crossref pmid
2. Chesney CJ. Food sensitivity in the dog: a quantitative study. J Small Anim Pract 2002;43:203-207.
crossref pmid
3. Proverbio D, Perego R, Spada E, Ferro E. Prevalence of adverse food reactions in 130 dogs in Italy with dermatological signs: a retrospective study. J Small Anim Pract 2010;51:370-374.
crossref pmid
4. Mueller RS, Olivry T, Prélaud P. Critically appraised topic on adverse food reactions of companion animals (2): common food allergen sources in dogs and cats. BMC Vet Res 2016;12:9.
crossref pmid pmc
5. Roudebush P. Ingredients and foods associated with adverse reactions in dogs and cats. Vet Dermatol 2013;24:293-294.
crossref pmid
6. Olivry T, Deboer DJ, Prélaud P, Bensignor E; International Task Force on Canine Atopic Dermatitis. Food for thought: pondering the relationship between canine atopic dermatitis and cutaneous adverse food reactions. Vet Dermatol 2007;18:390-391.
crossref pmid
7. Picco F, Zini E, Nett C, Naegeli C, Bigler B, Rüfenacht S, Roosje P, Gutzwiller ME, Wilhelm S, Pfister J, Meng E, Favrot C. A prospective study on canine atopic dermatitis and food-induced allergic dermatitis in Switzerland. Vet Dermatol 2008;19:150-155.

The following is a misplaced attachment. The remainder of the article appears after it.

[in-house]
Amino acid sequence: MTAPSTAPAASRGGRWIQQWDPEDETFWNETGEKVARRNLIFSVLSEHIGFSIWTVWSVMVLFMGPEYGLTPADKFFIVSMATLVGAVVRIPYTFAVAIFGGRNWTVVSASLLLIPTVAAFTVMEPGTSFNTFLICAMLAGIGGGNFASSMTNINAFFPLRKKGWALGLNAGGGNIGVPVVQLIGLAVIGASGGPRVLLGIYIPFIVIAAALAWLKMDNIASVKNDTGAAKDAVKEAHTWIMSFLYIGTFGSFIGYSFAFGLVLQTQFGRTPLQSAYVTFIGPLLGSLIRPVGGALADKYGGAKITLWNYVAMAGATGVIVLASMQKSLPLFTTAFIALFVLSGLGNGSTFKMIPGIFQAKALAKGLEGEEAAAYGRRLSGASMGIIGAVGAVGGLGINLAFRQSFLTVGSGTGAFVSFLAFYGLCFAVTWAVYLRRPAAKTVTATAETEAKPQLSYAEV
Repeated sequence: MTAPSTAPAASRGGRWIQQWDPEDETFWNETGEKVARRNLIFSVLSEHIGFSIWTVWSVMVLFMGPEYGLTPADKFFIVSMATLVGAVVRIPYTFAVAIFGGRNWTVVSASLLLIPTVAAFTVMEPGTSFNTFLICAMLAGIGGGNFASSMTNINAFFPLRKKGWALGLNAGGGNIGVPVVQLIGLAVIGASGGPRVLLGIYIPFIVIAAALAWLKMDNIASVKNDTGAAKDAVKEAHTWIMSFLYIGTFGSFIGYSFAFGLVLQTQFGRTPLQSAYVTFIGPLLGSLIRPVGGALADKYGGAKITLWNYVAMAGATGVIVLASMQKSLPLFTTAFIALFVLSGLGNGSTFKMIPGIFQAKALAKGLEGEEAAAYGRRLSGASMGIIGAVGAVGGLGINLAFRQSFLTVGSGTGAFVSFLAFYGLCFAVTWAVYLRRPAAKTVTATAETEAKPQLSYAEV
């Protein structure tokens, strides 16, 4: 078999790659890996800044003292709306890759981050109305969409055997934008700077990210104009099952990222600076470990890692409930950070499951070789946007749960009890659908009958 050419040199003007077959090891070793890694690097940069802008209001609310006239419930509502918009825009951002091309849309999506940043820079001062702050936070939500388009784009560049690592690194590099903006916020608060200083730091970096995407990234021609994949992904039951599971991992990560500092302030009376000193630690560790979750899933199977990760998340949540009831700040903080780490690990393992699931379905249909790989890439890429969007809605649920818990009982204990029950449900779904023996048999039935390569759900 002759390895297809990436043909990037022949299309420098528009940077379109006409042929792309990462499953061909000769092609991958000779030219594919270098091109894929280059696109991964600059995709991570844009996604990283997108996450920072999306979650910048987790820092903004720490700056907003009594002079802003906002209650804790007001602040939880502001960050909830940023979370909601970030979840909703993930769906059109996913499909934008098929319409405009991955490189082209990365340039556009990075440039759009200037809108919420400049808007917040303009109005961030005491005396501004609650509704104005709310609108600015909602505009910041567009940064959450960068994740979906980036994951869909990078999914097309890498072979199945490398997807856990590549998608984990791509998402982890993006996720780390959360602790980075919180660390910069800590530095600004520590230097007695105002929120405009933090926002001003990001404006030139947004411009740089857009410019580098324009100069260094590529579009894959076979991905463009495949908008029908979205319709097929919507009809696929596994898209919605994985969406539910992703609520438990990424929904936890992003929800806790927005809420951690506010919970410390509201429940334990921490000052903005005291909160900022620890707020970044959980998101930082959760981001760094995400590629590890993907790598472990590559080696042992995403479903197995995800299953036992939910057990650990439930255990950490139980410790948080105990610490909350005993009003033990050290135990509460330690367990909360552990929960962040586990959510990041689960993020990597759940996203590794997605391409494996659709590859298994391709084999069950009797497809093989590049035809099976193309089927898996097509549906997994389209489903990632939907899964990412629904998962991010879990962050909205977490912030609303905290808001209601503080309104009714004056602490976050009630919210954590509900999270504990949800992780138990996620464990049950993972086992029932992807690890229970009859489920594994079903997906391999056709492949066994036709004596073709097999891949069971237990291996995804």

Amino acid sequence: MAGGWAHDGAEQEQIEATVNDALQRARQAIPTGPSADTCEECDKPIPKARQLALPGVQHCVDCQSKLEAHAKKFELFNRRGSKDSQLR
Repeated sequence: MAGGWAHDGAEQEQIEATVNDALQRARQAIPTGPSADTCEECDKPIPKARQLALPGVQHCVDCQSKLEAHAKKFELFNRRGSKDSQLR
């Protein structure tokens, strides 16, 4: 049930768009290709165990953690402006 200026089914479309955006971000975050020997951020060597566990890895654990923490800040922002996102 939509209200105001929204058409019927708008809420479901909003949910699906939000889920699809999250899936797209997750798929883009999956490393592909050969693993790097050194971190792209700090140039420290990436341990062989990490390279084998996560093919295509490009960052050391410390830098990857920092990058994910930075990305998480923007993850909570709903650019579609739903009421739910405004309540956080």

crossref pmid
8. Gaschen FP, Merchant SR. Adverse food reactions in dogs and cats. Vet Clin North Am Small Anim Pract 2011;41:361-379.
crossref pmid
9. Olivry T, Mueller RS, Prélaud P. Critically appraised topic on adverse food reactions of companion animals (1): duration of elimination diets. BMC Vet Res 2015;11:225.
crossref pmid pmc
10. Hensel P, Santoro D, Favrot C, Hill P, Griffin C. Canine atopic dermatitis: detailed guidelines for diagnosis and allergen identification. BMC Vet Res 2015;11:196.
crossref pmid pmc
11. Halliwell RE. Management of dietary hypersensitivity in the dog. J Small Anim Pract 1992;33:156-160.
12. Tapp T, Griffin C, Rosenkrantz W, Muse R, Boord M. Comparison of a commercial limited-antigen diet versus home-prepared diets in the diagnosis of canine adverse food reaction. Vet Ther 2002;3:244-251.
13. Kennis RA. Food allergies: update of pathogenesis, diagnoses, and management. Vet Clin North Am Small Anim Pract 2006;36:175-184.
crossref pmid
14. Roudebush P, Cowell CS. Results of a hypoallergenic diet survey of veterinarians in North America with a nutritional evaluation of homemade diet prescriptions. Vet Dermatol 1992;3:23-28.
crossref pmid
15. Makkar HP, Tran G, Heuzé V, Ankers P. State-of-the-art on use of insects as animal feed. Anim Feed Sci Technol 2014;197:1-33.
16. Ravzanaadii N, Kim SH, Choi WH, Hong SJ, Kim NJ. Nutritional value of mealworm, Tenebrio molitor as food source. Int J Ind Entomol 2012;25:93-98.
17. Selaledi L, Mbajiorgu CA, Mabelebele M. The use of yellow mealworm (T. molitor) as alternative source of protein in poultry diets: a review. Trop Anim Health Prod 2020;52:7-16.
crossref pmid
18. Gasco L, Biasato I, Dabbou S, Schiavone A, Gai F. Animals fed insect-based diets: state-of-the-art on digestibility, performance and product quality. Animals (Basel) 2019;9:170.